Barry Bonds is not a cheater (Asterisk)
On the field, the steroid user stood dejected in the middle of the diamond, eyes cast downward, head shaking. Meanwhile, the greatest offensive force in the history of American baseball rounded third and crossed home plate, greeted his son with a fierce hug, slapped hands with teammates, tipped his cap to the fans and retreated into the dugout.
That’s right when Barry Bonds hit his 755th home run, tying Henry Aaron at the top of baseball’s most hallowed list, he did it off a pitcher who has tested positive for using steroids. You’ve probably never heard of him, unless you’re a big time fantasy baseball geek or a San Diego Padres fan. Clay Hensley is his name, and he tested positive for steroid use in 2005.
“Who cares?” you ask. Not me. He broke a rule, he served his suspension, and he’s back. You see, in March of 2005, Major League Baseball began a mandatory performance enhancing drug testing program in the wake of a wave of steroid accusations. Every player in the major leagues has been subjected to steroid testing since then. Many have failed and been suspended. Barry Bonds has been tested multiple times, and has turned up clean every time so far. This is not to say that Barry Bonds never took performance enhancing drugs. This is not to say that Barry Bonds is a good person, a good role model, or even a good teammate. All I am saying is that despite all of the accusations and innuendo, Barry Bonds has never been charged with a crime, and has never tested positive for steroids, yet he shoulders the blame for a whole generation of perceived cheaters.
Let’s assume for a moment that Barry Bonds did take steroids. Let’s say he did it in 2001, when he hit his record setting 73 home runs. We know for a fact that several other players on his team were taking steroids: Marvin Benard, Bobby Estella, Armando Rios and Benito Santiago that season. Let’s put aside the fact that all those players sucked and never got better once they took steroids. The question that I’d like to ask is this: if Barry Bonds took steroids in 2001, what’s the big deal? Why does anybody care?
I think people get worked up about the steroid deal for several reasons. Some people think it is against the law. Some think it violated baseball’s rule book. Some people think it is morally objectionable. Still others hold the baseball record book in the highest esteem, and look back upon the past with rose-colored shades, as if the older generations of baseball players are waiting in line for sainthood.
Here’s my view on the aforementioned arguments. First of all, if Barry Bonds took steroids in 2003 (which has never been proven), it wasn’t against the law. The federal Anabolic Steroid Control Act was not adopted until 2004, and many performance enhancing drugs such as Human Growth Hormone were not criminalized until 2005. Second, Major League Baseball did not ban steroid use until 2005. As far as morals go, if it wasn’t against the law, and if it wasn’t against the rules, then who am I to judge? Sure, steroids are bad for you, but so are a lot of things.
Finally, as a lifelong baseball fan, I truly hold the game’s records in a special place. Numbers like 56, 755, 714 and 2632 will be forever etched in my mind. I even have a family member enshrined in Cooperstown at the baseball Hall of Fame (Tony Lazzeri, batted second and played second base on the 1927 Yankees, great-great-uncle.).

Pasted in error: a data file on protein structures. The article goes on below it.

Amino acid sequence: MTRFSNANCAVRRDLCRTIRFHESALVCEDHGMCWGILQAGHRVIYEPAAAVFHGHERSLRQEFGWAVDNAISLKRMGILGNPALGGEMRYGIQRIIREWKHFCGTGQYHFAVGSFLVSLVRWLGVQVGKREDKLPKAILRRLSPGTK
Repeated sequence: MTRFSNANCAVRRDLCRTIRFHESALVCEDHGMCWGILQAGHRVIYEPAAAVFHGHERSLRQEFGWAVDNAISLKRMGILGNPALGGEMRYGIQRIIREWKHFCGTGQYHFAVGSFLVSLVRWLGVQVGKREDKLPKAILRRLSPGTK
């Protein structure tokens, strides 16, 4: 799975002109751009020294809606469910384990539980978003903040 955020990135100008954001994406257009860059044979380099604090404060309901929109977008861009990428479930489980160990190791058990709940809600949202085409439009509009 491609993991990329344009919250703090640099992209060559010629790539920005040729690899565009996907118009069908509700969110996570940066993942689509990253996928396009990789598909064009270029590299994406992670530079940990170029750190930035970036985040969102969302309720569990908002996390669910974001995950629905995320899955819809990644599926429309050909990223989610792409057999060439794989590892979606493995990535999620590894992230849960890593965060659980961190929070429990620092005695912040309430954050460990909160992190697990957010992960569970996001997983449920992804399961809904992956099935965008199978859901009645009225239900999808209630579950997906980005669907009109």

That said, no honest person can truly say that any era of baseball was free of cheating of some kind. Babe Ruth hit 714 home runs in an era when none of his contemporaries hit even half that many but on the other hand, Babe didn’t play against black, Latin or Asian ballplayers. They were banned from baseball. These days, white ball players make up about 20 percent of major league rosters. So Babe was playing against a handicapped field.
During Aaron’s era in the 60’s, most players abused amphetamines on a daily basis. In former pitcher Jim Bouton’s biography “Ball Four”, he estimates 90 percent of players took “greenies”, amphetamines that were readily available and designed to pump adrenaline into the tired bodies of major-league players during the strenuous 162 game schedule.
Today, even in a time when steroids are banned, players gear up on cortisone shots and addictive painkillers in order to perform on a day-to-day basis.
So what’s the point here? This “steroid” witch hunt is completely overblown. The culture in baseball has always encouraged cheating. Many former players quote the phrase “If you ain’t cheatin’, you ain’t tryin’” when referencing the pressures exerted by management on players.
In baseball, there’s always a younger, more talented player right behind you, and an injury or a perceived lack of competitiveness can mean the end of a career, and therefore the end of a player’s ability to provide a living for his family.
And sure, Barry Bonds gets paid $20 million a year, but Marvin Benard, Bobby Estella and Armando Rios made the minimum, and were out of baseball a year later. A year ago, Clay Hensley was making $50,000 a year in AAA, living on the road 220 days out of the year. Can any of us truly say that we wouldn’t consider pushing the envelope to survive in our fields of work, especially if our window of opportunity to succeed was dwindling by the day?
I’m not saying that Barry is a saint. I’m not even saying he’s a good guy. I’m just saying that it’s a waste of energy and illogical to call Barry a cheater. He’s never been caught, he never broke the law, and he never violated the baseball rule book. What was the problem again?